Fermentation, the biological process that converts sugars to gas, acids or alcohol accomplished by bacteria or yeast is the process that produces yogurt, sauerkraut and pickles as well as wine and beer. In a sense, it’s a tool, one that we humans use to our advantage. One of its many beneficial applications comes when saving tomato seeds for next season’s planting.
Tomato seeds, like peas and beans, are among the easiest seeds to prepare and save. But they’re not without problems. I remember my first tomato seed saving attempts. We strained the seeds out of tomato pulp, washed them, and let them dry without heat in our food dehydrator. The following spring, we planted as many starter pots as we thought we’d need tomatoes. While we did get a few seeds to germinate, the vast majority did not. Our circle of garden advisers thought maybe we’d saved the wrong seeds, namely hybrids, that have all sorts of problems when carried over a season. We hadn’t. Most thought that drying them in our dehydrator had done them in, even though we did it with the heating element turned off. That didn’t seem likely.
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But the wisest among our garden consults said that we simply needed to ferment our seeds. We had no idea of what he was talking about, so when the time came he took us over to his house to show us how to do it. But not without first telling us why.
Basically, seed fermentation is just the process of letting seeds soak in their own juices or “gel” until the juices start to show mold. This is a sign that fermentation is going on. What the fermentation does is turn the tomato’s sugars to alcohol that then destroy a germination inhibitor that’s natural to the seed. Why has the plant evolved with reproductive seeds that have a component that inhibits the process? To prevent them from germinating too soon. Think of a tomato left to its own devices in nature. The fruit matures and falls to the ground. Without the inhibitor — and with everything it needs to sprout — the tomato seeds will start to germinate in their own juices even before winter has set in. The inhibitor sees to it that they don’t.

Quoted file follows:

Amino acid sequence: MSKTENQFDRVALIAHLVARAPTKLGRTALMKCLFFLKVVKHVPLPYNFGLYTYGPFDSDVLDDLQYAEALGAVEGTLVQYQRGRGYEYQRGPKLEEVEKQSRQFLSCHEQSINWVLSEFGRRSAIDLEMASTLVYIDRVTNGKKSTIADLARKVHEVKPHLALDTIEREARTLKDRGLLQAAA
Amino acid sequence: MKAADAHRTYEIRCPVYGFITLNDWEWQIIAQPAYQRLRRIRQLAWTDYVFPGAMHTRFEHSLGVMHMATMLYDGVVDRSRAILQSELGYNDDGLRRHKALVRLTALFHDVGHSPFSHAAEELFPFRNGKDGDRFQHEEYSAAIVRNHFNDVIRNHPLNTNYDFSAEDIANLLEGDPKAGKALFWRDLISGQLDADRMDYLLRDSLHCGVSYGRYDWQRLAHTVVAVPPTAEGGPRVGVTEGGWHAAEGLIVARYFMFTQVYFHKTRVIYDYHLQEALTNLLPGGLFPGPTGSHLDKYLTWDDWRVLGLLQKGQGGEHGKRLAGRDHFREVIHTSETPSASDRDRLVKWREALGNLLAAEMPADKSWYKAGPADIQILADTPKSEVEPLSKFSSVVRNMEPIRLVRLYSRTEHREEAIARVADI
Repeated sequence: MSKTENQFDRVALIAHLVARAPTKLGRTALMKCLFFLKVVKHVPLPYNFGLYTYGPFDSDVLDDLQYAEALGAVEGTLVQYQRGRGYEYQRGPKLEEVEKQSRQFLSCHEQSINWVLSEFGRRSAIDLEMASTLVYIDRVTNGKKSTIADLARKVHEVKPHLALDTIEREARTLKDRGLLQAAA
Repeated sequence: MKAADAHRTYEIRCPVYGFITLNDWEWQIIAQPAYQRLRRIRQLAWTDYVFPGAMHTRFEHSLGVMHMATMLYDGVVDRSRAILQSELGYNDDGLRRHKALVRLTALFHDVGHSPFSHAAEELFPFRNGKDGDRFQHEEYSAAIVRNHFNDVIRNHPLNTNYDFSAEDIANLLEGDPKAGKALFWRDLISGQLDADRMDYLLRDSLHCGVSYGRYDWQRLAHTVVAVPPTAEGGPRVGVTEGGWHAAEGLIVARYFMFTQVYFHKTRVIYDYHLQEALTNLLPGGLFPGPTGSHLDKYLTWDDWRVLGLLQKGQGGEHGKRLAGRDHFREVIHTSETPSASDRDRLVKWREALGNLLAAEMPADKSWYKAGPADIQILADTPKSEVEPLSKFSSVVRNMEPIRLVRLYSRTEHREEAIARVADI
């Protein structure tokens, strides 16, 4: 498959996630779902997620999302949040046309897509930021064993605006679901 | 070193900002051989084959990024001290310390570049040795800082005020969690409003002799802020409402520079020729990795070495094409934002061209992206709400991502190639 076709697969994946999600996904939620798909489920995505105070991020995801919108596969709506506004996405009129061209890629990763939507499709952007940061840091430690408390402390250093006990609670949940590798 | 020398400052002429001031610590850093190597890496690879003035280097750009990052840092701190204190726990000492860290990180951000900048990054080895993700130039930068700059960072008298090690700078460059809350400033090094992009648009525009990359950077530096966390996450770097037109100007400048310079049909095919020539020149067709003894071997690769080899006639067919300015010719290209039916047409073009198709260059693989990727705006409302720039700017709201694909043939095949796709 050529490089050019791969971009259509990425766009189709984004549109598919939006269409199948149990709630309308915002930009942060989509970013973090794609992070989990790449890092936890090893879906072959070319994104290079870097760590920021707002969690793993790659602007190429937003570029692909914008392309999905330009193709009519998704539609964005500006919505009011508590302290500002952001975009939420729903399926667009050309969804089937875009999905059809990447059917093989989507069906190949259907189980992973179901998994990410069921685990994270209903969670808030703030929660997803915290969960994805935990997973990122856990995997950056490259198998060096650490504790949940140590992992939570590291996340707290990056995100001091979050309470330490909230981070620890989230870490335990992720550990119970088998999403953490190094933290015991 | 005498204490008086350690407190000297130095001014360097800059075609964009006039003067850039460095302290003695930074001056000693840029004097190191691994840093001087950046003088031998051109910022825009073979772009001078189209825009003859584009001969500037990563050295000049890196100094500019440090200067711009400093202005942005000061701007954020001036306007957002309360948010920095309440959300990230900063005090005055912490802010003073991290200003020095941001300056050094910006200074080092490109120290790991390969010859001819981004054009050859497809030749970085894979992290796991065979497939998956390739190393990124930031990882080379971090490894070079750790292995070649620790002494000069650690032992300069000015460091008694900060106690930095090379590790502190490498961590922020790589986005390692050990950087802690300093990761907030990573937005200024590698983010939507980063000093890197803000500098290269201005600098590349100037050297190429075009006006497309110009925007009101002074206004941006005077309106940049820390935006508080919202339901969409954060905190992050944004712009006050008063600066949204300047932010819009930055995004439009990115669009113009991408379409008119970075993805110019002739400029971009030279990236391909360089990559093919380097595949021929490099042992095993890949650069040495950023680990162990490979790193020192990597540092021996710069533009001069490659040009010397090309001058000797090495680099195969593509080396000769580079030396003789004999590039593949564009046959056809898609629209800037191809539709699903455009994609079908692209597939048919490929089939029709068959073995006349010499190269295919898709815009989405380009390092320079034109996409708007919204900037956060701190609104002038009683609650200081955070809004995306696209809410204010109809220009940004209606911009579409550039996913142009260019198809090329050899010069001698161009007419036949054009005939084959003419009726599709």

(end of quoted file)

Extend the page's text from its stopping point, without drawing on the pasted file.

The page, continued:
The fermentation process has other benefits. The alcohol and other products produced by fermentation will kill off any seed-borne illnesses that your tomato seeds may carry. And its also a chance to go carefully through your seeds and pick out any that are just no good. How do you do it?
First, consider all the rules of seed saving before you start. The most important is to know your tomato. You may love the tomatoes those hybrid seeds produced but saving their seed is an exercise in frustration. I’m sure we don’t need to tell you wise growers why. But even wise growers can mix up tomatoes after their picked so be sure to track the ones, usually heirlooms, that you want to save seed from. Other than that, the rules for saving tomato seed prior and after fermentation are pretty much the same.
Fermenting the seeds is easy. Choose the best looking tomatoes for their superior genetic traits. One tomato of each kind will do most gardeners unless you’re growing rows of tomatoes or want to give seeds to neighbors and friends. Slice them in half horizontally and scoop out the seeds with their accompanying gel into a glass jar. Cover the top of the jar with cheesecloth — you want your little fermenters to breathe — and leave it in a not-too-cool, dark place for a day or two. Check it regularly. Too much time will encourage your little seeds to rot or even sprout. Here’s a good guide — with pictures! — to show you the way.
What you’re doing is creating the same conditions the tomato would have if left to its own devices. When the fruit falls to the ground, it slowly rots — ferments — with the seeds inside. Weather, in the form of rains, drying sunlight and winter, will eventually decay the fruit to nothing, leaving behind only the seeds. But during the tomatoes first days on the ground after ripening, the fermentation process occurs naturally.
Once that mold starts to form in two or three days, scoop it off with a spoon and then separate the seeds from the gel. Let them dry on newspaper somewhere where its warm (but not too warm) and dark. Air circulation is good. Be sure to keep your seed labeled all through the process. When they’re fully dry, store them in a cool dark place inside a tightly closed jar. Then, at the tail end of winter, eight weeks before the last frost. . . well, you know what to do.
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